by Michael Grey
Piping Today #69, 2014.
There’s one thing I know: it was the sound of the bagpipe that attracted me, that made me want to find any damned way I could to learn to play the instrument. Haunting, stirring, soulful, inspiring, soothing, ethereal; bagpipe music touched me (and continues to) in an almost indescribable way. The pipes have seriously made a difference to me — and my life — in a way that can only be described as supernatural, a way unexplainable by science and the laws of nature. Supernatural. Magical. How else to describe the life-altering effects of nine blasted notes?
And so, it’s always struck me as a little ironic that there’s such a tight binding tie of competitiveness in the world of piping. Here’s the Great Highland Bagpipe, an instrument hailing from Gaelic tradition and that tradition, as far as I know, not generally characterised as “competitive”.
The Gael, “never far from a tear” — said author Hugh MacLennan — and the Gael, builder of a rich cultural mother-lode of language, music, art and an inherited way of living that seems to me not all that closely aligned with today’s competitive way — especially the piping world that competes.
And yet, at every turn of the drones, we have competition. I mean, the pipe is an important voice of the Gael. And competition? What’s that about?
Competitive piping; let’s face it — it’s pretty sporty. It’s about assessment where grace notes are counted, errors given the jack boot and where rhythm and melody are trumped by the mathematical correctness of the sound of the instrument. “Sound”, as we generally call it, that be-all and end-all. Sound, outside of very inexperienced competitive levels, is most always given the most cred.
The tunefully sonorous quality a bagpipe makes is table stakes — music swirls around tone and resonance and is ranked second, or, maybe, as is the case with pipe bands, third behind technical unison. It’s true that making good music on a discordant instrument is tricky, to say the least, yet there really seems to be a heavy “sound” bias in our world, one that crushes all other elements.
And still — surprise — I come back to me, and my own experience. The bagpipes I heard as a kid, the wicked pipes that cast their spell, were not roddymacleodic — far from it. Scarey piping Shriner clowns at a World’s Fair and a young inexperienced piper from Quebec [a resident of Dunrovin Farm, just by the way] were my bagpipe spell-casters. The sounds of what I’m pretty sure were untuned, uber-amateur instruments delighted me. Really. And when I think of it, this has to be the way of it for most of us who get turned on to piping.
It’s maybe not always Glenfiddich recordings and YouTubes of leading Grade 1 pipe bands that draw in the uninitiated — it’s the local enthusiastic amateurs that work a figurative piping cromach. They’re the ones who so often hook the uninitiated in freely laying out the Tunes of Glory as they know them. They’re the ones most hear real-time — sound be damned. And God bless them.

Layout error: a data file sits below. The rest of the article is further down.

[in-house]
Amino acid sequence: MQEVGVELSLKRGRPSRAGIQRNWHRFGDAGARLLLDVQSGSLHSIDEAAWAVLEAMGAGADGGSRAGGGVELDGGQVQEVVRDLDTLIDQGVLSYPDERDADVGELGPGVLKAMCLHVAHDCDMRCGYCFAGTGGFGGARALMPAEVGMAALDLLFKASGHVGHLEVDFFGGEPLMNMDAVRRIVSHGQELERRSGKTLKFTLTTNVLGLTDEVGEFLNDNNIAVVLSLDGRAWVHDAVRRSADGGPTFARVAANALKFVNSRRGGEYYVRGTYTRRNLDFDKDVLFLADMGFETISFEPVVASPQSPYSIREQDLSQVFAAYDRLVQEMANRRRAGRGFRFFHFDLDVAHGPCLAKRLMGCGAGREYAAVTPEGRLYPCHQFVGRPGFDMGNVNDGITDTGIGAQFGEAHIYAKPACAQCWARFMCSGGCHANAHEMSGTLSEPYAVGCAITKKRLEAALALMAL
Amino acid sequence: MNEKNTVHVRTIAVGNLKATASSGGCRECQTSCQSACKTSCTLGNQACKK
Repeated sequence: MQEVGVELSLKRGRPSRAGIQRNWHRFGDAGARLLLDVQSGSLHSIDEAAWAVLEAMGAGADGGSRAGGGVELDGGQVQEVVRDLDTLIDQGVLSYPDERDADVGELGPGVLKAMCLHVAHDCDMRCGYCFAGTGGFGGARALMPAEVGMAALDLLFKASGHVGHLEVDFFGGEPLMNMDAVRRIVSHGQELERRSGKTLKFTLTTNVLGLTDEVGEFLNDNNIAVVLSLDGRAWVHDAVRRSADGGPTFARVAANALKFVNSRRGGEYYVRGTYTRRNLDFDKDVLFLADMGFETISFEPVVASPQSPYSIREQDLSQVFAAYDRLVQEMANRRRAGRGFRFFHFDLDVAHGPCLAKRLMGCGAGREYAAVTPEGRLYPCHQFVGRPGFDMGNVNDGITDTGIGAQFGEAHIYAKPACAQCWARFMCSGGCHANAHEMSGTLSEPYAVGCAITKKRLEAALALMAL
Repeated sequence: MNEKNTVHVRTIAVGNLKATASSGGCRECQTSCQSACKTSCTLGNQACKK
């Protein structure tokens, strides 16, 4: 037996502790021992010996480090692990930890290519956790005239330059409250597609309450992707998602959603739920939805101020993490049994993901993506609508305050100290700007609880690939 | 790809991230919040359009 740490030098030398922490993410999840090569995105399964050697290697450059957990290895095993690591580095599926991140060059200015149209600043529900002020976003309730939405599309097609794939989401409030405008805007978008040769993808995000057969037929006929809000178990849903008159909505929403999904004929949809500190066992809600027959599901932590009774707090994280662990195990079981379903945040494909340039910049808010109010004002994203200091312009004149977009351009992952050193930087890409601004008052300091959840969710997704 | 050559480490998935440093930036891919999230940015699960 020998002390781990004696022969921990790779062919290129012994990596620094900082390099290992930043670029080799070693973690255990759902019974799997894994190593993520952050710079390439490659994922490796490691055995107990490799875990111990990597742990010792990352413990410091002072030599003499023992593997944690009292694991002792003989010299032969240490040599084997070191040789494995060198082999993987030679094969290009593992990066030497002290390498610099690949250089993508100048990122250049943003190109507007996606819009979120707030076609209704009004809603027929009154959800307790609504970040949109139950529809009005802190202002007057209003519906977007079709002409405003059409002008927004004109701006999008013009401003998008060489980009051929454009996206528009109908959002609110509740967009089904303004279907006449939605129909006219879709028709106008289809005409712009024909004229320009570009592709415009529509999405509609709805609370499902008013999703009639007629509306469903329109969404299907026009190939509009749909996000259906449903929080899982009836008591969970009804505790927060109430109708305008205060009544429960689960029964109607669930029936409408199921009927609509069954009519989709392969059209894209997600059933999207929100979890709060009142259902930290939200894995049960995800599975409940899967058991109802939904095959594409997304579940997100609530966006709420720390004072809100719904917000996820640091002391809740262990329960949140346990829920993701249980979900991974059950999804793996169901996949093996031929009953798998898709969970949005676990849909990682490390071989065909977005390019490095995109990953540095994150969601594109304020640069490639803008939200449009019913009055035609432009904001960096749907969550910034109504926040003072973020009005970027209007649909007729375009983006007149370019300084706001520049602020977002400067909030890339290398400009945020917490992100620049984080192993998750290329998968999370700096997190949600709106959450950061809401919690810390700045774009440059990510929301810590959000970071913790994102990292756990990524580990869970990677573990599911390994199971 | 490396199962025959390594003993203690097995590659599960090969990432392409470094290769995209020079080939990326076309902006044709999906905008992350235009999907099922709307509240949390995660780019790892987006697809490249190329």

And on that, eyes right: American writer, Kurt Vonnegut and his epitaph: “the only proof I needed for the existence of God was music”. The old Gaels, the inventors of the Great Highland Bagpipe, knew that. I doubt many of us can imagine a 23-minute piobaireachd like, say, Lament for the Harp Tree — the only near-half hour tune I know — played on a perfectly tuned pipe. Trust in God is something you’d surely have to have for that.
There were few tunes back in the day — even, not so long ago, in living memory — played on perfectly tuned instruments. More than a few Gold Medals and Clasps have been won where pipes did not hold their tuning. Great and inspiring bagpipe music has been made long before the technical innovations of synthetically reliable accoutrements. I mean, the music has survived — and thrived — so it’s clear that current precise levels of bagpipe tuning and bagpipe sound are not required to engage and delight new aspirants, new pipers.
Certainly, even today, most pipe music is performed on out-of-tune instruments.
What I’m suggesting is that while it’s a good thing to have great pipes — and what a sonic treat when they’re right — there is surely a little wizardry in the intrinsic sound of the instrument, that grand effect that still so strangely — and mysteriously — connects with people — and those of us who’ve found ourselves besotted by the instrument.
And how did they do it, those Gaels, the founders of the piping feast? Their science then was maybe less black and white and a little more, em, grey. Uncertainties in life may’ve found easy assignation to the other-worldly, the magical. And the same for the pipes they made and the music they invented.
While he was no slouch on the boards, John MacDonald (Inverness) wrote a little about the extraordinary power of the pipe and the transformative power of the music: “When a piper is at his best and is being carried away by his tune he sees a picture in his mind — at least that is how it is with me. When I am playing The Kiss of the King’s Hand I visualise Skye and Boreraig and the MacCrimmons … I also have in my mind a picture of the old pipers and how they played the tune I am playing. A piper in order to play his best must be oblivious to his surroundings — he must be carried away by the beauty and harmony of the tune he is playing.”
MacDonald wasn’t talking competition. He wasn’t referring to sound and tuning — at least not alone. His words are poetic. They remind that the sporty edge of piping can filter out the more mystical aspects of the music, the qualities that give it soul. The qualities that allow the music to be never far from a tear.
•Michael Grey’s book, Grey’s Notes on a Life around Bagpipes, is available from The National Piping Centre shop